Making History in Manhattan: Marisol Alcantara wins state Senate primary

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Source: New York State Board of Elections. Election districts reporting 234 of 235. Credit: Sangsuk Sylvia Kang/The North Polls

By Nafisa Masud

On a quiet Tuesday night in Inwood, as sidewalk squares cool after hours baking in the midday sun, the residents of upper Manhattan dance. But they’re not dancing for the change in temperature — they’ve got bigger things to celebrate. The results of all but one election district touted Marisol Alcantara as the victor of the contested primary race for New York Senate District 31. With this win, she’s become a trailblazer that — if elected in November — stands to be the first female Latina  state senator in New York history.

While the final votes were being counted and local news flashed Alcantara’s growing margin of victory on screens across Manhattan, the Dominican native’s supporters waited patiently outside 809 Sangria Bar & Grill.

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They busied themselves with music and warm recollections of the campaign. Marilu Galvan, a long-time friend and advocate, wasn’t just here to dance.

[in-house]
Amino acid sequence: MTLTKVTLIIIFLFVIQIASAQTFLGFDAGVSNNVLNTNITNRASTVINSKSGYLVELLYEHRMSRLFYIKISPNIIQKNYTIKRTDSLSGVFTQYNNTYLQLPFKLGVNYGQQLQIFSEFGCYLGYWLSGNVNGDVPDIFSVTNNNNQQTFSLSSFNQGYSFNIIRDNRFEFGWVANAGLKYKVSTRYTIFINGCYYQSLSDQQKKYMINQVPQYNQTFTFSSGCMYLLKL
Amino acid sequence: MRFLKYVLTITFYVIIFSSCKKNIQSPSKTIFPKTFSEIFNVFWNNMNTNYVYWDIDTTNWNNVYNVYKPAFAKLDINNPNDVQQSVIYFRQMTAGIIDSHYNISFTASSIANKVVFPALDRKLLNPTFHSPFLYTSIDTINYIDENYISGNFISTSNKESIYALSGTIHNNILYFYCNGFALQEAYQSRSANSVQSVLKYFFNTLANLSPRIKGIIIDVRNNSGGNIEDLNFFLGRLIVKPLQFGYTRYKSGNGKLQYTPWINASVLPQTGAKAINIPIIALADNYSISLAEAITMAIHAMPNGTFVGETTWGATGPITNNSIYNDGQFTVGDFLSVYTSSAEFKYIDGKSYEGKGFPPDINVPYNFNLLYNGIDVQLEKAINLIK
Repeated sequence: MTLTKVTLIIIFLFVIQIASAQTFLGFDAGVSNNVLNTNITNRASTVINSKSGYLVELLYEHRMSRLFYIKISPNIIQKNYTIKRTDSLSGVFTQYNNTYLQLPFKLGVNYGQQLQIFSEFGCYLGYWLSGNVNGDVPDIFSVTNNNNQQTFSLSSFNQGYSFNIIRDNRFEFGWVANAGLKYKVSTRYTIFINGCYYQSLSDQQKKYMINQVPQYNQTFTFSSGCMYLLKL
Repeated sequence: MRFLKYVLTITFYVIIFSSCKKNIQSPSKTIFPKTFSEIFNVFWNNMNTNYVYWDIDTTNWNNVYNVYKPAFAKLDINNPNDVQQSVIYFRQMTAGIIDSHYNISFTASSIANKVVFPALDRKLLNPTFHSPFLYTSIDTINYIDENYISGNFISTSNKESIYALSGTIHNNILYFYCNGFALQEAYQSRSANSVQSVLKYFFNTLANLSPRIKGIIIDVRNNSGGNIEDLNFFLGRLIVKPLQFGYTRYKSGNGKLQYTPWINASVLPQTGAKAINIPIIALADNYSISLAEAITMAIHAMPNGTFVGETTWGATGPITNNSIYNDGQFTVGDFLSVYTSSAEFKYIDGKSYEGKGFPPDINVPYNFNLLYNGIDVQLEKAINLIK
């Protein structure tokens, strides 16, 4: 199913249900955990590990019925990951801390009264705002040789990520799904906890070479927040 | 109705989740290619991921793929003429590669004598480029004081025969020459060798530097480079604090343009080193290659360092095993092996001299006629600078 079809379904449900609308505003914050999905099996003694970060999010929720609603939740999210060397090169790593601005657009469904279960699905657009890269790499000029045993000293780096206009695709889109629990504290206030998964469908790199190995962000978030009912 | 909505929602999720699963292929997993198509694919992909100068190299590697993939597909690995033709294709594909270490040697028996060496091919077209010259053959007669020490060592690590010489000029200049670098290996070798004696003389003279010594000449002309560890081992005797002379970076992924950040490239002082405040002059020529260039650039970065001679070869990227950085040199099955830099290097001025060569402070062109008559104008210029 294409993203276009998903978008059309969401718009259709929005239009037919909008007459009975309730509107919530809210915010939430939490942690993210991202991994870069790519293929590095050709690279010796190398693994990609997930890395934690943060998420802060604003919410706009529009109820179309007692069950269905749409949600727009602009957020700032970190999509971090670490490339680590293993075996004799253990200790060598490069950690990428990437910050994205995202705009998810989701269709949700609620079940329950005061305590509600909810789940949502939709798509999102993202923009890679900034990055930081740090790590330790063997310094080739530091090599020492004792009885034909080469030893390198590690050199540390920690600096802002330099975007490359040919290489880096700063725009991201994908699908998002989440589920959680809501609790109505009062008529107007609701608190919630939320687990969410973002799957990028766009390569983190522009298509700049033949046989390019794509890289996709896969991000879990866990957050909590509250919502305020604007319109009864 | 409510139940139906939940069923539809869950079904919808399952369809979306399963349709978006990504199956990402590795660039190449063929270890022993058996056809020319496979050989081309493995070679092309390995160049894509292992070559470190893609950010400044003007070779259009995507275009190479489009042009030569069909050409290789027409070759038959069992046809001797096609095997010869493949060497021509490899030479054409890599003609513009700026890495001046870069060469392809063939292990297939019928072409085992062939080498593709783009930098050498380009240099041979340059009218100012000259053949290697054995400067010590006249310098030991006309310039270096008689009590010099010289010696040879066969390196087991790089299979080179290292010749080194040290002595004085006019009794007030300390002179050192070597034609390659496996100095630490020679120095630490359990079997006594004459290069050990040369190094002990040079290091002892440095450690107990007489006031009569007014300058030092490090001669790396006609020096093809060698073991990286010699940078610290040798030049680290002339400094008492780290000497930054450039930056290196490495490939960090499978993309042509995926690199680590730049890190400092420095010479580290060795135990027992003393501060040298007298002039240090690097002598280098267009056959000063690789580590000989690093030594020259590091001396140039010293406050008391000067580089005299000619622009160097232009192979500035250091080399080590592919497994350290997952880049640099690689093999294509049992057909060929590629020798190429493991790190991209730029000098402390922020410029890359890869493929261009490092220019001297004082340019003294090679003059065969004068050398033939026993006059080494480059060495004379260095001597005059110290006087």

“It’s the people’s right to vote and get involved in the system because it’s the only way to get power. She [Alcantara] represents the whole gamut of the community, and that’s very important for people to understand. She’s prepared to work and protect every single member of the community, and that’s what brings me here.”

Inside the lounge the crowd grew, and applause erupted as Alcantara, dressed in red, finally appeared with Congressman-elect Adriano Espaillat and Democratic Assembly nominee Carmen De La Rosa in tow.

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Espaillat introduced the victorious Alcantara, praising her skills as a mother and activist, adding (in Spanish), “She’s also concerned for the most poor, the most needy in this community.”

Alcantara then took the microphone, thanking the state senators there in support, including Jeff Klein (D-34) and David Carlucci (D-38), as well as the members of the several labor unions who endorsed her political run. Alcantara said,”Even though people said ‘Nobody knows her, or where she’s from’, … out of all the people in New York we’re the ones that thought the senate needed a little bit of spice.”

Alcantara then proceeded to thank others, including her running mates Robert Jackson, Micah Lasher and Luis Tejada, and ended the night with a powerful message for both her voters and the next generation. Hear it here:

 

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Author: nafisamasud

Columbia Graduate School of Journalism '17. B.A. in English, International Studies and Spanish, University of Utah. Avid reader, creative writer, yoga instructor, traveler.

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